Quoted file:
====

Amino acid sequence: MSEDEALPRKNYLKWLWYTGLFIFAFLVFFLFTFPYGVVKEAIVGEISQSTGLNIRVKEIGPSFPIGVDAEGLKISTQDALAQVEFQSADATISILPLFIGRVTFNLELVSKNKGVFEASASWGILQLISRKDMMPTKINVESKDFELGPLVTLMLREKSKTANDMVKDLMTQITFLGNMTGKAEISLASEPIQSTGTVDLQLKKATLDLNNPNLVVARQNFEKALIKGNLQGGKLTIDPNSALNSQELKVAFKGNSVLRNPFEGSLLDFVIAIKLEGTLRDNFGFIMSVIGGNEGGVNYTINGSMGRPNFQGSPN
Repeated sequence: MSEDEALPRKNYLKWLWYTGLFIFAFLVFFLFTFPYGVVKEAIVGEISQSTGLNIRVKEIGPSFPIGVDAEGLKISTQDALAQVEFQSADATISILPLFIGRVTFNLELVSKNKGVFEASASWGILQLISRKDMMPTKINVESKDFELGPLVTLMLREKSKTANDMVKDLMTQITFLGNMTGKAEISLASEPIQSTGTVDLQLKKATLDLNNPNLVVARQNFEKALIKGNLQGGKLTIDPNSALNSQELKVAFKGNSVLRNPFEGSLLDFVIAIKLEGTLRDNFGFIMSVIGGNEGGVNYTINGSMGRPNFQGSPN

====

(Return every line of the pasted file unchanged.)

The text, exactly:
Amino acid sequence: MSEDEALPRKNYLKWLWYTGLFIFAFLVFFLFTFPYGVVKEAIVGEISQSTGLNIRVKEIGPSFPIGVDAEGLKISTQDALAQVEFQSADATISILPLFIGRVTFNLELVSKNKGVFEASASWGILQLISRKDMMPTKINVESKDFELGPLVTLMLREKSKTANDMVKDLMTQITFLGNMTGKAEISLASEPIQSTGTVDLQLKKATLDLNNPNLVVARQNFEKALIKGNLQGGKLTIDPNSALNSQELKVAFKGNSVLRNPFEGSLLDFVIAIKLEGTLRDNFGFIMSVIGGNEGGVNYTINGSMGRPNFQGSPN
Repeated sequence: MSEDEALPRKNYLKWLWYTGLFIFAFLVFFLFTFPYGVVKEAIVGEISQSTGLNIRVKEIGPSFPIGVDAEGLKISTQDALAQVEFQSADATISILPLFIGRVTFNLELVSKNKGVFEASASWGILQLISRKDMMPTKINVESKDFELGPLVTLMLREKSKTANDMVKDLMTQITFLGNMTGKAEISLASEPIQSTGTVDLQLKKATLDLNNPNLVVARQNFEKALIKGNLQGGKLTIDPNSALNSQELKVAFKGNSVLRNPFEGSLLDFVIAIKLEGTLRDNFGFIMSVIGGNEGGVNYTINGSMGRPNFQGSPN